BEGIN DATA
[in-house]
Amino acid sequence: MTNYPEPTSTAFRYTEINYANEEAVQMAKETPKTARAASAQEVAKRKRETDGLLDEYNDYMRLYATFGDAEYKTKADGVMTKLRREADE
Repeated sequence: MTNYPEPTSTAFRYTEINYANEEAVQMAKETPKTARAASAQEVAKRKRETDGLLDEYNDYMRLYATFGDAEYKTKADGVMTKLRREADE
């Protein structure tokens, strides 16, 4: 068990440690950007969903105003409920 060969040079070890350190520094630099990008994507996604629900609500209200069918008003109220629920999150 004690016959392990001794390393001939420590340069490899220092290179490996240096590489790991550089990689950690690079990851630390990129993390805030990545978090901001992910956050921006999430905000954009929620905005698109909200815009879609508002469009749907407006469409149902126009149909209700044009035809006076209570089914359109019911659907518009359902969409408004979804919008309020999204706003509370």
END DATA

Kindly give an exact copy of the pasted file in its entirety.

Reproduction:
[in-house]
Amino acid sequence: MTNYPEPTSTAFRYTEINYANEEAVQMAKETPKTARAASAQEVAKRKRETDGLLDEYNDYMRLYATFGDAEYKTKADGVMTKLRREADE
Repeated sequence: MTNYPEPTSTAFRYTEINYANEEAVQMAKETPKTARAASAQEVAKRKRETDGLLDEYNDYMRLYATFGDAEYKTKADGVMTKLRREADE
């Protein structure tokens, strides 16, 4: 068990440690950007969903105003409920 060969040079070890350190520094630099990008994507996604629900609500209200069918008003109220629920999150 004690016959392990001794390393001939420590340069490899220092290179490996240096590489790991550089990689950690690079990851630390990129993390805030990545978090901001992910956050921006999430905000954009929620905005698109909200815009879609508002469009749907407006469409149902126009149909209700044009035809006076209570089914359109019911659907518009359902969409408004979804919008309020999204706003509370």